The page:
The Final Veil
This dancer bares everything to tell the story of a Holocaust heroine.
By Andrew Andrews
Jewish ballerina Franceska Manheimer-Rosenberg, better known by her stage name, Franceska Mann, performed at the Melody Palace in Warsaw, Poland, prior to World War II.
After being imprisoned by the Nazis in the Warsaw Ghetto, Mann took a train purportedly to Dresden, expecting to escape to Switzerland.
The train, however, was actually destined for the concentration camp at Auschwitz.
When the new arrivals were instructed to undress for “disinfection,” Mann used her dancing skills to perform a seductive striptease for her captors, catching the guards off guard. She then reportedly used the high heel of her shoe to stab one SS officer in the face, take his gun, and shoot two other officers.
The event supposedly sparked a brief uprising among her fellow prisoners before all of them—Mann included—were killed.
Drawing upon music from Polish and Yiddish folk songs to German cabaret and underground jazz, The Final Veil combines dance with a touch of opera and a hint of theatre to bring Mann’s legendary story to life.
Despite creator Cassandra Rosebeetle’s burlesque background and willingness to go “the full monty” for this production, there’s nothing low brow at all about the show!
Although accurately billed as “a unique blend of theater, opera and dance,” I’d say that The Final Veil is first and foremost a dance recital, unusual in that it is accompanied by a live quartet (off-stage) and four singers who are incorporated into the choreography.
While I won’t claim to be an expert at interpretive dance, I wasn’t particularly impressed by the arrangement compared to other performances I’ve attended, finding it generally too subdued to adequately convey the despair of a group of women fearing the worst.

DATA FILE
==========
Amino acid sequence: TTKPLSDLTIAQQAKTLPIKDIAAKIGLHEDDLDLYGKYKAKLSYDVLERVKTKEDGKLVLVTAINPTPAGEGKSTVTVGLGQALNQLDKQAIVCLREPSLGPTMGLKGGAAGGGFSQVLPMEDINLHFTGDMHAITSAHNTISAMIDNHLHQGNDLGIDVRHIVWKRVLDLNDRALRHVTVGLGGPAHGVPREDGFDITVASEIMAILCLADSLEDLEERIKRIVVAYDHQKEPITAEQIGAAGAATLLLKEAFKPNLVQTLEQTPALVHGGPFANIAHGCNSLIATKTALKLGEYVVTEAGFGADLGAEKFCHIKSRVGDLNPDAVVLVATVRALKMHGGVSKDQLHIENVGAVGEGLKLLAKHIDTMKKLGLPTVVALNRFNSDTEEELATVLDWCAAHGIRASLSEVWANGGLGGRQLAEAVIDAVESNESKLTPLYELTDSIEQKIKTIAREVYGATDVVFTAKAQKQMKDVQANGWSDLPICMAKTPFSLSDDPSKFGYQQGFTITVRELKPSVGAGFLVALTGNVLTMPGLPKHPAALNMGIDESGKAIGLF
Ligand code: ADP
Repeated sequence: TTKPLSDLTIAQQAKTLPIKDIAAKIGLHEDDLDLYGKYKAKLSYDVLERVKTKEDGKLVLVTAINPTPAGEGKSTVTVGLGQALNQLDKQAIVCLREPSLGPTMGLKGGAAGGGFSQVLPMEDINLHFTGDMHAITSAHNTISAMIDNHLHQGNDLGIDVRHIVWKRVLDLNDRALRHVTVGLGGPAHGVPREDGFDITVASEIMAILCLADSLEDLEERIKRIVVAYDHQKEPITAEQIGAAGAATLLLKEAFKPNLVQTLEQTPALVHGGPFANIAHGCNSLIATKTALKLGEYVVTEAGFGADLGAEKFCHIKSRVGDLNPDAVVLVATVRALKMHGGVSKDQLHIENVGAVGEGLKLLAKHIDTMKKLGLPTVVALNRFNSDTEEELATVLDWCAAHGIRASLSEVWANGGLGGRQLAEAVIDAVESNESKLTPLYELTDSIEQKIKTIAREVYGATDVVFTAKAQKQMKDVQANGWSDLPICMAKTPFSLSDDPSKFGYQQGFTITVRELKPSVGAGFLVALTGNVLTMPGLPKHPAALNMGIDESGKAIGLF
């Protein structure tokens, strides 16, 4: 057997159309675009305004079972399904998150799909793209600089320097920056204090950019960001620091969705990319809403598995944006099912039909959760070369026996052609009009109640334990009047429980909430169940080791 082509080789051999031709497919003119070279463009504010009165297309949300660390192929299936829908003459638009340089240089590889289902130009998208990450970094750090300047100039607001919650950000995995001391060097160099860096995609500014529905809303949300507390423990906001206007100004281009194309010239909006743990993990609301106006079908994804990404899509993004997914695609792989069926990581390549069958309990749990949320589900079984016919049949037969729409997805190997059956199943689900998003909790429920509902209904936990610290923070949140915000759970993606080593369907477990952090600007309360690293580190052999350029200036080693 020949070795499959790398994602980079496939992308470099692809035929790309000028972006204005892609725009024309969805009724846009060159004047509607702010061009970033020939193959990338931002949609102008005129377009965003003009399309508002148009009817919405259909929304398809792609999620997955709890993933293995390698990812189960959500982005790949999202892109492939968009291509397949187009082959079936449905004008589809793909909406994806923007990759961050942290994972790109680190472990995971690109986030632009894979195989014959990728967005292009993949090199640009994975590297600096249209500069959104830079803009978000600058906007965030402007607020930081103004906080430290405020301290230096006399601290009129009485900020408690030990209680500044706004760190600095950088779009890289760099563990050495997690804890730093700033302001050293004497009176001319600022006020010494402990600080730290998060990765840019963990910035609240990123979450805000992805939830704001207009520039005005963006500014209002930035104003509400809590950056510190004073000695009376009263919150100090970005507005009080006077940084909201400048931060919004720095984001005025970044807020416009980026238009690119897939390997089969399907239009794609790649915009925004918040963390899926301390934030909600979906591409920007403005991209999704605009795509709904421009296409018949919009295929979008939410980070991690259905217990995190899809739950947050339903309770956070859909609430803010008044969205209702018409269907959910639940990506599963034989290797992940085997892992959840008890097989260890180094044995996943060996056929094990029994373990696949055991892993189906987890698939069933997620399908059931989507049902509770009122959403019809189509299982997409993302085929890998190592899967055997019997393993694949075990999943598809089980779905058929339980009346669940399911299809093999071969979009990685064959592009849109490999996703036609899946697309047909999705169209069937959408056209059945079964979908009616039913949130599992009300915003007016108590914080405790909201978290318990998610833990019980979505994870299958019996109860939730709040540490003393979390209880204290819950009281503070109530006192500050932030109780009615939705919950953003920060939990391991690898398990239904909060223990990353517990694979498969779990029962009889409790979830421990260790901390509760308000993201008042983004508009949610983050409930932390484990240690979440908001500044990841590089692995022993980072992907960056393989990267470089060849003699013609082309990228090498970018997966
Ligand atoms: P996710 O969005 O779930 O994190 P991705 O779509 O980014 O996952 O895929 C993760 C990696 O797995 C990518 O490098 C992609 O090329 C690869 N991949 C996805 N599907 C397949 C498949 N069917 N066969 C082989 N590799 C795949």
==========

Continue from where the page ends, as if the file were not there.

That said, the execution of everything—dance, vocals and music—was impeccable, even at the preview that I saw. And of course, Rosebeetle’s extensive burlesque experience results in a culminating striptease that is as masterful as it is alluring.
Views of the dance floor were regularly obstructed by the heads in front of me; the production would benefit from a raised stage as was used during the venue’s (coincidentally-named) Evolution of Mann a few years ago. And I feel compelled to mention that the smell of marijuana permeating the space was more than a little distracting—I can’t imagine that condemned Jews were smoking a lot of pot in the ghettos and concentration camps.
Nancy Manocherian’s the cell theatre deserves plenty of accolades for bringing this and other incubating projects to fruition, especially during the height of the pandemic, and the $45 price tag isn’t unreasonable, considering the size of the cast and crew. But while this creation is certainly innovative in its combination of dance, opera and theatre, and the rendition is flawless, the composition itself lacks a certain oompf that would make it outstanding.
Andrew Andrews attended The Final Veil at The Cell Theatre in Manhattan on Thursday, July 14, 2022 @ 8:00pm to write this review.
Sex, Grift and Death
Read It Now!